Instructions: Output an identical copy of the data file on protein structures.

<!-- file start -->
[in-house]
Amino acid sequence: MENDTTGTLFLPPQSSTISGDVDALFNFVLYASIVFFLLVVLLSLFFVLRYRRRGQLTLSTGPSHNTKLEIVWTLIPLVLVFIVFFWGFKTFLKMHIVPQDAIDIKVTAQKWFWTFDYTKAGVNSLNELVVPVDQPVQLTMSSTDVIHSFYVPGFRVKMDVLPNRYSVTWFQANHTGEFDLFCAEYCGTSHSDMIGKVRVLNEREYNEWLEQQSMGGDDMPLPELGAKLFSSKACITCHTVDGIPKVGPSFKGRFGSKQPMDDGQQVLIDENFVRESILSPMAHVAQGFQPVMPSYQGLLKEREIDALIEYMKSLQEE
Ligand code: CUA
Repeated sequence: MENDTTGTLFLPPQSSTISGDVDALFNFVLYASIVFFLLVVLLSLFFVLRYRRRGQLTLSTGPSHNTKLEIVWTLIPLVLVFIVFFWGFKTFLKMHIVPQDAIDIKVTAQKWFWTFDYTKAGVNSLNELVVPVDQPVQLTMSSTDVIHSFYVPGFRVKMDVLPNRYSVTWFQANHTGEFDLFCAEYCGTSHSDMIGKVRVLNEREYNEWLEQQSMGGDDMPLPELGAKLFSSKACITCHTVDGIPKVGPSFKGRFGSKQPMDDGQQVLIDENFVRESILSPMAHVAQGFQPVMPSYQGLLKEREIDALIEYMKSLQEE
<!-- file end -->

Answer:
[in-house]
Amino acid sequence: MENDTTGTLFLPPQSSTISGDVDALFNFVLYASIVFFLLVVLLSLFFVLRYRRRGQLTLSTGPSHNTKLEIVWTLIPLVLVFIVFFWGFKTFLKMHIVPQDAIDIKVTAQKWFWTFDYTKAGVNSLNELVVPVDQPVQLTMSSTDVIHSFYVPGFRVKMDVLPNRYSVTWFQANHTGEFDLFCAEYCGTSHSDMIGKVRVLNEREYNEWLEQQSMGGDDMPLPELGAKLFSSKACITCHTVDGIPKVGPSFKGRFGSKQPMDDGQQVLIDENFVRESILSPMAHVAQGFQPVMPSYQGLLKEREIDALIEYMKSLQEE
Ligand code: CUA
Repeated sequence: MENDTTGTLFLPPQSSTISGDVDALFNFVLYASIVFFLLVVLLSLFFVLRYRRRGQLTLSTGPSHNTKLEIVWTLIPLVLVFIVFFWGFKTFLKMHIVPQDAIDIKVTAQKWFWTFDYTKAGVNSLNELVVPVDQPVQLTMSSTDVIHSFYVPGFRVKMDVLPNRYSVTWFQANHTGEFDLFCAEYCGTSHSDMIGKVRVLNEREYNEWLEQQSMGGDDMPLPELGAKLFSSKACITCHTVDGIPKVGPSFKGRFGSKQPMDDGQQVLIDENFVRESILSPMAHVAQGFQPVMPSYQGLLKEREIDALIEYMKSLQEE